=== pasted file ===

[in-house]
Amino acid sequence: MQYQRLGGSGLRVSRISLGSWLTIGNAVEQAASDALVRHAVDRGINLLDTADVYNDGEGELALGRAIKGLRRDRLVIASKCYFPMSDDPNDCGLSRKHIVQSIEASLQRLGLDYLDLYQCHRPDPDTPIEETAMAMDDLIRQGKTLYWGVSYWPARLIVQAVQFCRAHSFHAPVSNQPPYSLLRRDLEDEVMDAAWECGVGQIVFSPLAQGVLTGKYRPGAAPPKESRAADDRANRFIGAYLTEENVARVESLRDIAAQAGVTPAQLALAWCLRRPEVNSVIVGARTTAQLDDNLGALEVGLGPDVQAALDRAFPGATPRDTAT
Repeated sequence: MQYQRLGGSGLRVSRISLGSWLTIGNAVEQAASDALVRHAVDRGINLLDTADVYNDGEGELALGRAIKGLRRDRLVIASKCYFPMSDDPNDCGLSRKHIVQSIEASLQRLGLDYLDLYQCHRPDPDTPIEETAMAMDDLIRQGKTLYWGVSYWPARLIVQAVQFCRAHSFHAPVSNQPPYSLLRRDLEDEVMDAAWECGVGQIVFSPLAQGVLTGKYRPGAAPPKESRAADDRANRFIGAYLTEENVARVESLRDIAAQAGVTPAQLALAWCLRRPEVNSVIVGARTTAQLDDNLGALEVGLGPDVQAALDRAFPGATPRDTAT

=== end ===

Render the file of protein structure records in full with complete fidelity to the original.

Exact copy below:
[in-house]
Amino acid sequence: MQYQRLGGSGLRVSRISLGSWLTIGNAVEQAASDALVRHAVDRGINLLDTADVYNDGEGELALGRAIKGLRRDRLVIASKCYFPMSDDPNDCGLSRKHIVQSIEASLQRLGLDYLDLYQCHRPDPDTPIEETAMAMDDLIRQGKTLYWGVSYWPARLIVQAVQFCRAHSFHAPVSNQPPYSLLRRDLEDEVMDAAWECGVGQIVFSPLAQGVLTGKYRPGAAPPKESRAADDRANRFIGAYLTEENVARVESLRDIAAQAGVTPAQLALAWCLRRPEVNSVIVGARTTAQLDDNLGALEVGLGPDVQAALDRAFPGATPRDTAT
Repeated sequence: MQYQRLGGSGLRVSRISLGSWLTIGNAVEQAASDALVRHAVDRGINLLDTADVYNDGEGELALGRAIKGLRRDRLVIASKCYFPMSDDPNDCGLSRKHIVQSIEASLQRLGLDYLDLYQCHRPDPDTPIEETAMAMDDLIRQGKTLYWGVSYWPARLIVQAVQFCRAHSFHAPVSNQPPYSLLRRDLEDEVMDAAWECGVGQIVFSPLAQGVLTGKYRPGAAPPKESRAADDRANRFIGAYLTEENVARVESLRDIAAQAGVTPAQLALAWCLRRPEVNSVIVGARTTAQLDDNLGALEVGLGPDVQAALDRAFPGATPRDTAT